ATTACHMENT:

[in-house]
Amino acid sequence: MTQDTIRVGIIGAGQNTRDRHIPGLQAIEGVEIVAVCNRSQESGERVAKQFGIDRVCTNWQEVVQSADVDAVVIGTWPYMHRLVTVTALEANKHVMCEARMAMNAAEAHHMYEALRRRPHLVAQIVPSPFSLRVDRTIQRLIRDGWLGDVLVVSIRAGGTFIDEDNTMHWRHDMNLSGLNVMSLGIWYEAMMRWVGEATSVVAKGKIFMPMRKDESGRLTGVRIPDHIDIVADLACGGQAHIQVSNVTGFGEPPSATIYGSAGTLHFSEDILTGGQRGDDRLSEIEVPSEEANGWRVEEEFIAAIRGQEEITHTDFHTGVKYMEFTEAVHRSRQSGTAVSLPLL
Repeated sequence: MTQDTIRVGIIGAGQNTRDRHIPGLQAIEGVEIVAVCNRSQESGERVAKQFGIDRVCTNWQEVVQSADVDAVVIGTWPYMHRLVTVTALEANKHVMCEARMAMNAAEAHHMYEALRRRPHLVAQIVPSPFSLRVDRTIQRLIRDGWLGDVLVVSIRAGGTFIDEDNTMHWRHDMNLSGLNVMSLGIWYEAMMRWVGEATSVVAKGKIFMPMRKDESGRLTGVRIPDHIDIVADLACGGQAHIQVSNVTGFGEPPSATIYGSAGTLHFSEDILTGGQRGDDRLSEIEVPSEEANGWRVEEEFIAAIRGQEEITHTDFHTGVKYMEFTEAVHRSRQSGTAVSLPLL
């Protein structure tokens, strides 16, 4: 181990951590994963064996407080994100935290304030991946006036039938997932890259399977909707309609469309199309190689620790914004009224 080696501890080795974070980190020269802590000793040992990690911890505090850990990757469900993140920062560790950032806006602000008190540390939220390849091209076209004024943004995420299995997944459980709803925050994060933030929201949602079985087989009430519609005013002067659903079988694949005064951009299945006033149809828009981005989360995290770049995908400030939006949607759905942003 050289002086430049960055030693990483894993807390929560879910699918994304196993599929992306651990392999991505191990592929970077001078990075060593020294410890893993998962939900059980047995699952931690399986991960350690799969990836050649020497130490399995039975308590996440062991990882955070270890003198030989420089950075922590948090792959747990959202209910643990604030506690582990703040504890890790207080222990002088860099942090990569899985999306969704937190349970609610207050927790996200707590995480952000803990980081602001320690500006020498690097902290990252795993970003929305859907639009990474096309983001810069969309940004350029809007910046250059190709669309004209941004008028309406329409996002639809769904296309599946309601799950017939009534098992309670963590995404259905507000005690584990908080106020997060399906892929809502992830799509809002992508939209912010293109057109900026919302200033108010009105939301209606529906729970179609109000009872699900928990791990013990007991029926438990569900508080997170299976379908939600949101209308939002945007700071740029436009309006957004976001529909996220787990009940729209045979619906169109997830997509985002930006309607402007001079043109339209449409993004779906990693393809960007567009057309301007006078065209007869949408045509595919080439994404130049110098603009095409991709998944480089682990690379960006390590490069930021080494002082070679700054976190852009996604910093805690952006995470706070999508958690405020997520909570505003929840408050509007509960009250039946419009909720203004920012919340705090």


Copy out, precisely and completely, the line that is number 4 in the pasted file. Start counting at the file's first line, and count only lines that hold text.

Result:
């Protein structure tokens, strides 16, 4: 181990951590994963064996407080994100935290304030991946006036039938997932890259399977909707309609469309199309190689620790914004009224 080696501890080795974070980190020269802590000793040992990690911890505090850990990757469900993140920062560790950032806006602000008190540390939220390849091209076209004024943004995420299995997944459980709803925050994060933030929201949602079985087989009430519609005013002067659903079988694949005064951009299945006033149809828009981005989360995290770049995908400030939006949607759905942003 050289002086430049960055030693990483894993807390929560879910699918994304196993599929992306651990392999991505191990592929970077001078990075060593020294410890893993998962939900059980047995699952931690399986991960350690799969990836050649020497130490399995039975308590996440062991990882955070270890003198030989420089950075922590948090792959747990959202209910643990604030506690582990703040504890890790207080222990002088860099942090990569899985999306969704937190349970609610207050927790996200707590995480952000803990980081602001320690500006020498690097902290990252795993970003929305859907639009990474096309983001810069969309940004350029809007910046250059190709669309004209941004008028309406329409996002639809769904296309599946309601799950017939009534098992309670963590995404259905507000005690584990908080106020997060399906892929809502992830799509809002992508939209912010293109057109900026919302200033108010009105939301209606529906729970179609109000009872699900928990791990013990007991029926438990569900508080997170299976379908939600949101209308939002945007700071740029436009309006957004976001529909996220787990009940729209045979619906169109997830997509985002930006309607402007001079043109339209449409993004779906990693393809960007567009057309301007006078065209007869949408045509595919080439994404130049110098603009095409991709998944480089682990690379960006390590490069930021080494002082070679700054976190852009996604910093805690952006995470706070999508958690405020997520909570505003929840408050509007509960009250039946419009909720203004920012919340705090």